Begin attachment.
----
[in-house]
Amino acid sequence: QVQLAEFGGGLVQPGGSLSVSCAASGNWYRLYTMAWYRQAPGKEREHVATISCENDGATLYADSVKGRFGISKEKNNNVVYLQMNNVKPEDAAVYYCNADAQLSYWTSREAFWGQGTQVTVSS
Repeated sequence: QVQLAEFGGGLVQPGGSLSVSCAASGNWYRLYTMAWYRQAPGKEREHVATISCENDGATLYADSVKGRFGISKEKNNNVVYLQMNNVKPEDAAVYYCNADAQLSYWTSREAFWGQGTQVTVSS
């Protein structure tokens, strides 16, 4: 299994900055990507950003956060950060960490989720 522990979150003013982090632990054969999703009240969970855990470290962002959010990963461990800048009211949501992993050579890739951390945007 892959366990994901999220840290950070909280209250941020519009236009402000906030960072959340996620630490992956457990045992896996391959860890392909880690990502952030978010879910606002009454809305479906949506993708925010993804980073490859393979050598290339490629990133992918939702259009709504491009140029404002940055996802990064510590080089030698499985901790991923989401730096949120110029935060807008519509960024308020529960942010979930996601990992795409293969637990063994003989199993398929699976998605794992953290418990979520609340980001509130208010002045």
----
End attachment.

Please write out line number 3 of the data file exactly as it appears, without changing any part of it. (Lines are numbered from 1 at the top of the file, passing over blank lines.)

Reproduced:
Repeated sequence: QVQLAEFGGGLVQPGGSLSVSCAASGNWYRLYTMAWYRQAPGKEREHVATISCENDGATLYADSVKGRFGISKEKNNNVVYLQMNNVKPEDAAVYYCNADAQLSYWTSREAFWGQGTQVTVSS